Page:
In fact, dtc has already filed an affidavit in the sc seeking not just an extension of the deadline but also modification of the court orders. It has requested the court to interpret the order on "clean fuels" to include improved diesel buses, which means the court should allow dtc to procure Euro I-compliant diesel buses for which it had already placed an order in October 1998. Out of the 400 buses ordered, 35 have already been delivered.
According to the proposed plan, dtc would augment its own fleet from the present 3,122 to 5,000 by March 31, 2004. Of them, 2,614 would be cng buses, while 1,500 would be running on any "clean fuel". Effectively, there will be 4,114 buses running on clean fuel while 886 will run on diesel. Among these diesel buses, 633 would be Euro I-compliant while the remaining 253 would be the regular dtc buses. "When the Supreme Court has allowed diesel cars to ply if they meet Euro I norms, then why not our buses?" asks Bhatia. dtc has also asked the court to exempt these buses from conversion to cng .
Bhatia believes plying Euro I diesel buses is a very attractive option when compared to cng . "The initial cost is low, the operation cost is low, it is a proven technology and the infrastruc ture is in place," says Bhatia. It's another matter that the city cannot afford any more diesel vehicles, which could add to the carcinogenic particulate load in Delhi. There is another fact which seems to have eluded the dtc officials -- when diesel is used to ply even the most technologically sound vehicle, the particulate matter emitted only becomes smaller and thus more harmful as it can then penetrate deeper into the lungs.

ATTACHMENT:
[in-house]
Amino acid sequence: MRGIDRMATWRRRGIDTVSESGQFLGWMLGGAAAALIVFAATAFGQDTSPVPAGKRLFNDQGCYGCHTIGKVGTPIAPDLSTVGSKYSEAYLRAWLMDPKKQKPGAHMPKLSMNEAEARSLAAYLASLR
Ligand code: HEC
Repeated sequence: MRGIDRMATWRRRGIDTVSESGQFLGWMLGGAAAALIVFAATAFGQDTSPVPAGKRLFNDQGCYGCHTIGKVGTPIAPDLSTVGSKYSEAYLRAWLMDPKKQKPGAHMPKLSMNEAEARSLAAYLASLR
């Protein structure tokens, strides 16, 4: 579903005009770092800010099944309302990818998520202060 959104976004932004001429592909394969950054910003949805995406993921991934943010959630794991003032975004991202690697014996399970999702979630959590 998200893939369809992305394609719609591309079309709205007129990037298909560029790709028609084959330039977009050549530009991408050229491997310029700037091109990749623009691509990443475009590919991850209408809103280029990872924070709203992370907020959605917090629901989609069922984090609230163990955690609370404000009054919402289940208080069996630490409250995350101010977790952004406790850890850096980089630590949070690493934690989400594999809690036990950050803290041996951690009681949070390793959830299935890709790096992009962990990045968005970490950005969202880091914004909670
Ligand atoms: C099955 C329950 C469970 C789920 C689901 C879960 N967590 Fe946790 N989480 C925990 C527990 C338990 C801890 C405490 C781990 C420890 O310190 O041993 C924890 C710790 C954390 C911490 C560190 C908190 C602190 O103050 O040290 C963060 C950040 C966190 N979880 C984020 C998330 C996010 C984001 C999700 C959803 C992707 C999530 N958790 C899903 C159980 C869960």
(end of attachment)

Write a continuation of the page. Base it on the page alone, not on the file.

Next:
Further, dtc has told the Court that just in case more environment-friendly options like battery-operated buses, hybrid vehicles, electric trolley buses and microprocessor-based diesel engines come along by March 2001, it does not want to be stuck with cng buses. Therefore, dtc is "keeping its options open" as far as clean fuels are concerned. But how can dtc , which is facing problems with the introduction of just one technology, cope with a range of other technologies? dtc has also mentioned in its affidavit that it is exploring the possibility of converting the 1,800 buses to run on propane and have sought an exemption from converting these buses to cng . But will dtc , which says it cannot bear the burden of providing conversion kits to the 5,000-odd buses it expects to operate by 2001, be able to afford the new, cleaner technology ?